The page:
(Reuters) - Running back Adrian Peterson had a happy reunion with his coach and Minnesota Vikings teammates as he reported for training on Tuesday after missing most of last season while banished by the NFL for beating his son.
“It feels good to be back in the building,” Peterson, 30, said in a news conference in Eden Prairie, Minnesota, following the team’s offseason training activities.
“I’ve learned a lot from my mistake and I‘m moving forward. I‘m focused on what’s in front of me and bettering myself as a person and professionally as a player.”
Peterson, reinstated from his ban by the NFL in April, skipped last week’s voluntary training activities amid questions about whether he would ever return to the team or try to force the Vikings to send him to another club.
But head coach Mike Zimmer last week made clear that the 2012 NFL Most Valuable Player and six-time Pro Bowl selection was “not going to play for anybody else,” telling reporters, “Adrian, he’s really got two choices. He can either play for us or he cannot play.”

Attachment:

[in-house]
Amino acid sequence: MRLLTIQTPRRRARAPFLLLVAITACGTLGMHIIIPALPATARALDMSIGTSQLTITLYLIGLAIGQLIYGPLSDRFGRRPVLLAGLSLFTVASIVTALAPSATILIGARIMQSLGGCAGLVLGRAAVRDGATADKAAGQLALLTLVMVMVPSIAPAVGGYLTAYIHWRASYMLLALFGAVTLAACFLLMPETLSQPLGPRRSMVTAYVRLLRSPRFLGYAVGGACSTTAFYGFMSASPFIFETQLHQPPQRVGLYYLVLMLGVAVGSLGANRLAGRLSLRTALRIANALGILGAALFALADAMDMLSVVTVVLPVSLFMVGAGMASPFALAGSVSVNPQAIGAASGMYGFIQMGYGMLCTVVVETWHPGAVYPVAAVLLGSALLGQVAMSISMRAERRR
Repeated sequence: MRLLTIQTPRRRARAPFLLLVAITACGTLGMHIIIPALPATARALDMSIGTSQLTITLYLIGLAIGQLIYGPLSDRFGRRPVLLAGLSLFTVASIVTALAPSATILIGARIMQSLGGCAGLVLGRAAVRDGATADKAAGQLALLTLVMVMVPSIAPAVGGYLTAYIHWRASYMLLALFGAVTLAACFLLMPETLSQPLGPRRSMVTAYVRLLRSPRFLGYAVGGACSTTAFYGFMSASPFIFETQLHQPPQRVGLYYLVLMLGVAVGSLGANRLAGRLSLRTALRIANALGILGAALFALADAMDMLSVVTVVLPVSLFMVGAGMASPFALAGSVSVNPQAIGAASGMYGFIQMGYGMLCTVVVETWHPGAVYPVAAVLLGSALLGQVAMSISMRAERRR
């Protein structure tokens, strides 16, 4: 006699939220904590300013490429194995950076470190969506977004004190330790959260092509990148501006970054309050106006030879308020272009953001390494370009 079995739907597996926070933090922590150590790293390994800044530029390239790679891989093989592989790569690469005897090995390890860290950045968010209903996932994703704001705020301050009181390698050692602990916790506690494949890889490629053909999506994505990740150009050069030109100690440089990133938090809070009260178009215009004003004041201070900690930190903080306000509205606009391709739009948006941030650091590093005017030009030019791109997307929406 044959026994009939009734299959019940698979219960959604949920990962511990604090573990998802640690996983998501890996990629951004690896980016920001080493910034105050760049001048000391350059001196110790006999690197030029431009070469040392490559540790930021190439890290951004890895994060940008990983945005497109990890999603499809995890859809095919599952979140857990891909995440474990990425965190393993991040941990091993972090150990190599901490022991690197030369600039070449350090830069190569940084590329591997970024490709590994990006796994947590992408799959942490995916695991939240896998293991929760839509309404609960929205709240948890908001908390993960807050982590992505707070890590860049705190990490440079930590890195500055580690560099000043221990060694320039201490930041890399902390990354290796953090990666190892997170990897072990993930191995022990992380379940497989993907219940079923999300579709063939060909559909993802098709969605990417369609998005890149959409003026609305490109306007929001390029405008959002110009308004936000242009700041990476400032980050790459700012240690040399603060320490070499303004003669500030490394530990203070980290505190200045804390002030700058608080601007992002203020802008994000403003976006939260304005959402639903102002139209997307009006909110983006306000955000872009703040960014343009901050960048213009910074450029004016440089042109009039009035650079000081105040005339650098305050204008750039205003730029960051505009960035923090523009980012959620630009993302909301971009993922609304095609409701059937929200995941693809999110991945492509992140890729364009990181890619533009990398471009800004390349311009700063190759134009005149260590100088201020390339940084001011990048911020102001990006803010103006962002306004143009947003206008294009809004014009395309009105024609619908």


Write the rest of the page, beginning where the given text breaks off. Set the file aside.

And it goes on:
Peterson, Minnesota’s all-time leading rusher with 10,190 yards, is due to be paid a $12.75 million salary this season by the Vikings, who said they had no intention of trading him.
“I love this kid, I really do,” Zimmer told the news conference, adding that Peterson was “important to me, to my program, my coaches and to the rest of our football team. The players were all hugging him today.”
Peterson played in only one game last season after being embroiled in the child-abuse case.
He pleaded no contest in November to a misdemeanor charge of reckless assault for disciplining his 4-year-old son by repeatedly striking him with a thin tree branch called a switch.
In 2011, Peterson signed a six-year, $96 million contract extension with the Vikings. He has three years left on the deal but there is no more guaranteed money in his contract.
Peterson said he did not address the team, but was greeted by smiles and hugs. “I haven’t been in the building for a long time but the love was there.”
Zimmer said it was a pleasure to see Peterson back on the field. “There’s really not a prettier sight than when he has the ball in his hands.”
Reporting by Steve Ginsburg in Washington; Additional reporting by Larry Fine in New York; Editing by Will Dunham/Frank Pingue